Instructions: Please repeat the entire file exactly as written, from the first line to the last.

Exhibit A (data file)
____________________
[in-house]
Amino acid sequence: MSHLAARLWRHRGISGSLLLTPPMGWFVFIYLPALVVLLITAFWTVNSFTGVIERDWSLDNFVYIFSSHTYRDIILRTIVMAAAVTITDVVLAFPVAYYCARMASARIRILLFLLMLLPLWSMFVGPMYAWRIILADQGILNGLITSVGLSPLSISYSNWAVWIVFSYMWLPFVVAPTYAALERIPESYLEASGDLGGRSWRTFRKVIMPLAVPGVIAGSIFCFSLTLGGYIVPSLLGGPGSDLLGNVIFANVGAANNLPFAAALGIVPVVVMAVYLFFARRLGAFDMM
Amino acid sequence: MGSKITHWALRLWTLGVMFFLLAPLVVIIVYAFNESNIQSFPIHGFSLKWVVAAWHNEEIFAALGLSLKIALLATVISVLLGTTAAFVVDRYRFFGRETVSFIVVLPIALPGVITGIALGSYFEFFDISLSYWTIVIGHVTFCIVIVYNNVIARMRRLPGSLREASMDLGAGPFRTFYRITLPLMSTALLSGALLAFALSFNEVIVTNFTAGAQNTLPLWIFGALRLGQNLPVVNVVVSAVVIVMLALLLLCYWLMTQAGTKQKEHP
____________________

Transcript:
[in-house]
Amino acid sequence: MSHLAARLWRHRGISGSLLLTPPMGWFVFIYLPALVVLLITAFWTVNSFTGVIERDWSLDNFVYIFSSHTYRDIILRTIVMAAAVTITDVVLAFPVAYYCARMASARIRILLFLLMLLPLWSMFVGPMYAWRIILADQGILNGLITSVGLSPLSISYSNWAVWIVFSYMWLPFVVAPTYAALERIPESYLEASGDLGGRSWRTFRKVIMPLAVPGVIAGSIFCFSLTLGGYIVPSLLGGPGSDLLGNVIFANVGAANNLPFAAALGIVPVVVMAVYLFFARRLGAFDMM
Amino acid sequence: MGSKITHWALRLWTLGVMFFLLAPLVVIIVYAFNESNIQSFPIHGFSLKWVVAAWHNEEIFAALGLSLKIALLATVISVLLGTTAAFVVDRYRFFGRETVSFIVVLPIALPGVITGIALGSYFEFFDISLSYWTIVIGHVTFCIVIVYNNVIARMRRLPGSLREASMDLGAGPFRTFYRITLPLMSTALLSGALLAFALSFNEVIVTNFTAGAQNTLPLWIFGALRLGQNLPVVNVVVSAVVIVMLALLLLCYWLMTQAGTKQKEHP